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Adult Brain Tumors Treatment (PDQ®): Treatment - Health Professional Information [NCI] - Treatment Option Overview

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As is the case with several other specialized operations [9,10] in which postoperative mortality has been associated with the number of procedures performed, postoperative mortality after surgery for primary brain tumors may be associated with hospital and/or surgeon volume.[11] Using the Nationwide Inpatient Sample hospital discharge database for the years 1988 to 2000, which represented 20% of inpatient admissions to nonfederal U.S. hospitals, investigators found that large-volume hospitals had lower in-hospital mortality rates after craniotomies for primary brain tumors (odds ratio [OR] = 0.75 for a ten-fold higher caseload; 95% confidence interval [CI], 0.62–0.90) and after needle biopsies (OR = 0.54; 95% CI, 0.35–0.83). For example, although there was no specific sharp threshold in mortality outcomes between low-volume hospitals and high-volume hospitals, craniotomy-associated in-hospital mortality was 4.5% for hospitals with five or fewer procedures per year and 1.5% for hospitals with at least 42 procedures per year. In-hospital mortality rates decreased over the study years (perhaps because the proportion of elective nonemergent operations increased from 45% to 57%), but the decrease was more rapid in high-volume hospitals than in low-volume hospitals. High-volume surgeons also had lower patient in-hospital mortality rates after craniotomy (OR= 0.60; 95% CI, 0.45–0.79).[11] As with any study of volume-outcome associations, these results may not be causal because they may be affected by residual confounding factors, such as referral patterns, private insurance, and patient selection, despite multivariable adjustment.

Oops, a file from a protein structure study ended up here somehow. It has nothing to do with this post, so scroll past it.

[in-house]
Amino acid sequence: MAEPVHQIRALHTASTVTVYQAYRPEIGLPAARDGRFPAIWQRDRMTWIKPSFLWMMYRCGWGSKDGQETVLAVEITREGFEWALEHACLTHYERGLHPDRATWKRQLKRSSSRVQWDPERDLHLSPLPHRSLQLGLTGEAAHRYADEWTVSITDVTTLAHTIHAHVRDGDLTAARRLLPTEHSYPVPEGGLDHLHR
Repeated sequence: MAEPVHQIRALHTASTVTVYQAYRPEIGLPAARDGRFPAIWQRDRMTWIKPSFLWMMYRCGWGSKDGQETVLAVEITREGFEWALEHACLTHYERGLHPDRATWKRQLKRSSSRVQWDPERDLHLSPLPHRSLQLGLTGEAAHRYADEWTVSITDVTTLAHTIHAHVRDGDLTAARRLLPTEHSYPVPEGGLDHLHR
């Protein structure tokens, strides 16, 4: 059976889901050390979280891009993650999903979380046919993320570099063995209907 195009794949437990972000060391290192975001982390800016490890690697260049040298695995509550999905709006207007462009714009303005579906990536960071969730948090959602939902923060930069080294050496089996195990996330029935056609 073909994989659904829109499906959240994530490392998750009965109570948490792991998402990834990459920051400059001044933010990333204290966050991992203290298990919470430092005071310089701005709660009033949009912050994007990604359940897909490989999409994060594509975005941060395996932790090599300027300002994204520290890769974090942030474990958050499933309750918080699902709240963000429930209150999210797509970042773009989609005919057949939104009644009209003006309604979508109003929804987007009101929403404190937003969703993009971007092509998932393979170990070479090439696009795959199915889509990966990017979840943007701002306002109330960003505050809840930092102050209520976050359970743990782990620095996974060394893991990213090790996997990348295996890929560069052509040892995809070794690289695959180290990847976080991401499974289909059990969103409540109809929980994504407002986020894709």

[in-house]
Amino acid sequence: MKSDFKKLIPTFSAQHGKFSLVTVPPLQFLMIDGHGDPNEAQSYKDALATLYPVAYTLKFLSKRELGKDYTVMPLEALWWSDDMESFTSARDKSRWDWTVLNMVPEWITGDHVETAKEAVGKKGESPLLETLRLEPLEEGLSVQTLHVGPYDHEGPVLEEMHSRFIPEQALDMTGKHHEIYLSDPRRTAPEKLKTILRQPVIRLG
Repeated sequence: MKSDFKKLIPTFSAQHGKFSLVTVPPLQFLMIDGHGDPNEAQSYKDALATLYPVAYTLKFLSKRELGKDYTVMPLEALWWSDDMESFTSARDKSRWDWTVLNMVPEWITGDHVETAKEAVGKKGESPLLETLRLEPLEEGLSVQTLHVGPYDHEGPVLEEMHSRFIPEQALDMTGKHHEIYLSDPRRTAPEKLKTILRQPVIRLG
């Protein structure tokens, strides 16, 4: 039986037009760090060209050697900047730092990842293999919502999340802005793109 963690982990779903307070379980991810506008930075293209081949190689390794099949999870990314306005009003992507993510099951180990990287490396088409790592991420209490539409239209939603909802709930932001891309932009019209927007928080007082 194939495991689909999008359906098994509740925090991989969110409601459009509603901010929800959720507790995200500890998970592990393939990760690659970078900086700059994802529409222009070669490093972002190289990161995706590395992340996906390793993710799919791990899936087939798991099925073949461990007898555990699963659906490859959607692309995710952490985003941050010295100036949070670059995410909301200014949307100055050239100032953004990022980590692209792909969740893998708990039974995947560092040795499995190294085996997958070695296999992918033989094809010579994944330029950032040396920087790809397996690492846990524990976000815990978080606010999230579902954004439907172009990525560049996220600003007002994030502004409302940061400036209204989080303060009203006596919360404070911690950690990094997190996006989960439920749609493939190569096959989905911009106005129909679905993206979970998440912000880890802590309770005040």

Radiation Therapy

High-grade tumors

Radiation therapy has a major role in the treatment of patients with high-grade gliomas. A systematic review and meta-analysis of five randomized trials (plus one trial with allocation by birth date) comparing postoperative radiation therapy (PORT) with no radiation therapy showed a statistically significant survival advantage with radiation (risk ratio = 0.81; 95% CI, 0.74–0.88).[12][Level of evidence: 1iiA] Based on a randomized trial comparing 60 Gy (in 30 fractions over 6 weeks) to 45 Gy (in 25 fractions over 4 weeks) that showed superior survival in the first group (12 months vs. 9 months median survival; hazard ratio [HR] = 0.81; 95% CI, 0.66–0.99), 60 Gy is the accepted standard dose of EBRT for malignant gliomas.[13][Level of evidence: 1iiA]

As with surgical resection, attempts have been made to preserve normal brain function using techniques intended to deliver a full therapeutic dose of radiation to the tumor and a small surrounding margin, while minimizing dose to most of the brain (e.g., 3–dimensional conformal radiation or intensity-modulated radiation therapy [IMRT] and radiosurgery). However, it is not clear that these techniques affect overall survival (OS) compared to standard EBRT.[14] There are no randomized trials directly comparing the effects of these techniques as primary PORT on survival.

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WebMD Public Information from the National Cancer Institute

Last Updated: February 25, 2014
This information is not intended to replace the advice of a doctor. Healthwise disclaims any liability for the decisions you make based on this information.
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